What does it take to survive in a freezing, snowy climate? If you're a dog, you need a resilient demeanor, plenty of body fat and a thick coat to keep you warm. There's a reason why some dogs seem born to pull sleds and others are more at home curled up on your lap. Meet 10 dog breeds that thrive in some of the harshest, snow-covered terrains in the world. Learn a few facts about them while you're at it, courtesy of the American Kennel Club.
Fun Facts: This ancient breed was originally developed by the indigenous people of northwestern Siberia to herd reindeer, pull sleds and keep their owners warm. Early polar explorers used these dogs to traverse the harsh landscapes of the North Pole and South Pole. Because of their remote origins, Samoyeds developed independently of any other breeds, and are considered one of only four dog breeds in the world descended directly from wolves.
BERNESE MOUNTAIN DOG
Fun Facts: The hardy, long-coated Bernese Mountain Dog is most at home in cold weather. It's mainly used for hauling and driving herds of cattle in the mountainous region of Canton of Berne in Switzerland. Ancestors of the modern-day Bernese are believe to have been brought to Switzerland 2,000 years ago by Roman soldiers.
Origin: Central Asia and France/Spain
Fun Facts: This large, gentle breed is named after the Pyrenees mountain range in southwestern Europe where these dogs were used to guard herds of sheep. The breed has a weather-resistant double coat to protect it from the elements out on the slopes. The Great Pyrenees were first brought to the U.S. in 1824.
Fun Facts: The Newfoundland's thick, dense coat makes it the perfect dog for the snowy winters on the Canadian island for which it's named. The breed is also strong enough to haul drowning victims ashore, with the additional ability to swim long distances. A Newfoundland was the chosen pet of numerous United States presidents, including Grant, Buchanan and Hayes.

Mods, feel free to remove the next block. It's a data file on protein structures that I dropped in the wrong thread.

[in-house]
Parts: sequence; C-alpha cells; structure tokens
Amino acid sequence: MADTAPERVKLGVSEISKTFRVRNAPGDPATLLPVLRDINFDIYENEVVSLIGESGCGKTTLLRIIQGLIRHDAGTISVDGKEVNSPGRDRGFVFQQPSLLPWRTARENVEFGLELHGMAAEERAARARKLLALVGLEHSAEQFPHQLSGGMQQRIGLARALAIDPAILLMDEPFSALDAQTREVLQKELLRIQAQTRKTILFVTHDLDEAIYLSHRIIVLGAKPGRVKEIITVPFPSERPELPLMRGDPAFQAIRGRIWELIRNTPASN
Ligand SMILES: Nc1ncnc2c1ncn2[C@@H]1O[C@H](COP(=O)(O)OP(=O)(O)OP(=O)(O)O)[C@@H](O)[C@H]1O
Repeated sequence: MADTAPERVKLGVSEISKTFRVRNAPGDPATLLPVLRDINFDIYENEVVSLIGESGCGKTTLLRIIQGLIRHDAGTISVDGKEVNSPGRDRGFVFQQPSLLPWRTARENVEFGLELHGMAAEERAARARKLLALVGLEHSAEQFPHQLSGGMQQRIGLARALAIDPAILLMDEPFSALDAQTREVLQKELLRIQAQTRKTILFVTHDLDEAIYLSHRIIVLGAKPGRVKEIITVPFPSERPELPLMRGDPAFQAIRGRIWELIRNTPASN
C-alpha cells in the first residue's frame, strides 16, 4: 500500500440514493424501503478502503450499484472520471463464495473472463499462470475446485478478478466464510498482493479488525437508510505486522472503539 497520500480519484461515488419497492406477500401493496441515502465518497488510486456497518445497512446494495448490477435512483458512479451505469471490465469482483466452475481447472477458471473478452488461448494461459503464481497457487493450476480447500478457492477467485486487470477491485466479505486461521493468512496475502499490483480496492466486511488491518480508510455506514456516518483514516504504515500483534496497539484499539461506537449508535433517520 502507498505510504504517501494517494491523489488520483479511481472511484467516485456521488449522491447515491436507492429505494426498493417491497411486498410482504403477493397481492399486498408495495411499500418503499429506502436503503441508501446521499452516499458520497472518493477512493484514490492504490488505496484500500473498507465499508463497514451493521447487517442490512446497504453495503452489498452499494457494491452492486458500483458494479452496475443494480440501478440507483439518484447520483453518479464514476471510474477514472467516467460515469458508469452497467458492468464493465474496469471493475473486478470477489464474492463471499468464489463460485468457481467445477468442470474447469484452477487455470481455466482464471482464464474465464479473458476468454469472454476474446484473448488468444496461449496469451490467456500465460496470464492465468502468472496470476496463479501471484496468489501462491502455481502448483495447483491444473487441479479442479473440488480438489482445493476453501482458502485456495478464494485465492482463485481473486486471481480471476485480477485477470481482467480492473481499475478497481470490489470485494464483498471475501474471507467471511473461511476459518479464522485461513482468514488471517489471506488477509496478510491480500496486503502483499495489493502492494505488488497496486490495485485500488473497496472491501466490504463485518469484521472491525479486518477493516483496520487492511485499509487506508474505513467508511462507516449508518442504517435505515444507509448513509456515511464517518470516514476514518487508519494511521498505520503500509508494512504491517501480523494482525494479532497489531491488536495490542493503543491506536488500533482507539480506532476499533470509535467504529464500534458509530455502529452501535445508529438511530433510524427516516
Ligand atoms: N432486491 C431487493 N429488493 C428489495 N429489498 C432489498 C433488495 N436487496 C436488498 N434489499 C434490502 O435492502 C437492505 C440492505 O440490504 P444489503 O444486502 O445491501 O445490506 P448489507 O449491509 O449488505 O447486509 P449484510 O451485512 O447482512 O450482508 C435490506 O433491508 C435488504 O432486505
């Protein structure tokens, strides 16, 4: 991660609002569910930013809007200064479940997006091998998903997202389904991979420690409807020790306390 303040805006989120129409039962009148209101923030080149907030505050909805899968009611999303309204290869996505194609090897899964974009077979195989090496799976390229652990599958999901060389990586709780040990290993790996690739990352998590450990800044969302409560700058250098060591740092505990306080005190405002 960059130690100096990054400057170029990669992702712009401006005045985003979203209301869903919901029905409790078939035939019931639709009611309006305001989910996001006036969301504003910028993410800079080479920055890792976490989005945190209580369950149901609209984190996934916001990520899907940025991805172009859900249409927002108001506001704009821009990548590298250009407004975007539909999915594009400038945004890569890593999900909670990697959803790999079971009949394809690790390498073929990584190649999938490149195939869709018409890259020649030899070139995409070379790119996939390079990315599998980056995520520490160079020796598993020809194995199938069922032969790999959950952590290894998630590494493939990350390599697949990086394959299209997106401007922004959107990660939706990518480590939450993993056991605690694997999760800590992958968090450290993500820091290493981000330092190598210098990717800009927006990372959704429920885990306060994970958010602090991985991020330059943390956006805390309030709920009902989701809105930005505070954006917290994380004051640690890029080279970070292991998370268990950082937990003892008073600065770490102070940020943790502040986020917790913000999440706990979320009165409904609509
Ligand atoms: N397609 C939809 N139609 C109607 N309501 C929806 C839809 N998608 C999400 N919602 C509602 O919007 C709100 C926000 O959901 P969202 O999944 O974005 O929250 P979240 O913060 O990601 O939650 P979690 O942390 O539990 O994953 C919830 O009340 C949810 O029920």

GREATER SWISS MOUNTAIN DOG
Fun Facts: Greater Swiss Mountain Dogs (aka Swissies) were bred to work on farms as guards and herders in the mountainous regions of Switzerland. The breed was thought to be extinct in the end of the 19th century, but was rediscovered in 1908. It was officially recognized by the American Kennel Club in 1995.
Fun Facts: The quintessential sled dog, Siberian Huskies have a thick, layered coat made up of a dense undercoat for insulation and a coarse top coat. They're an ancient breed, believed to have been bred by the Chukchi tribe of northeast Asia. With strong hunting instincts, it is advised to keep Huskies away from small animals.
Fun Facts: St. Bernards are working dogs that were used to locate travelers caught in snowstorms or trapped in avalanches. The breed is named after the harrowing Great St. Bernard Pass on the border of Switzerland and Italy. These gentle giants are also good at hauling carts. Other names for St. Bernards are "Alpenmastiff," "Saint Dogs" or "Barry Dogs."
Fun Facts: Named after the Alaskan Inuit tribe, the Mahlemuts, this hefty working dog is the oldest and largest of the Arctic sled dogs. Built for endurance, the breed was used to carry large loads over long distances. Alaskan Malamute coats are thick and coarse. The dog is recognizable by its fluffy, plumed tail.
Fun Facts: Bred to hunt elk, moose, bear and other large wild animals in wintery Scandinavia, the Norwegian Elkhound is believe to have originated as early as 5000 B.C. They were once used as hunting and guard dogs for the Vikings. Norwegian Elkhounds are very effective trackers, have impressive stamina and will keep game at bay until their master can shoot it down. President Herbert Hoover had an Elkhound named Weejie.
Next: 15 Popular Cat Breeds
OLD ENGLISH SHEEPDOG
Fun Facts: These fluffy herding dogs are well insulated from the chilly weather that's native to their home in England. They were used as "drover's dogs," moving large herds of cattle or sheep from the farm into city markets. The Old English Sheepdog's shuffling gate is reminiscent of a bear.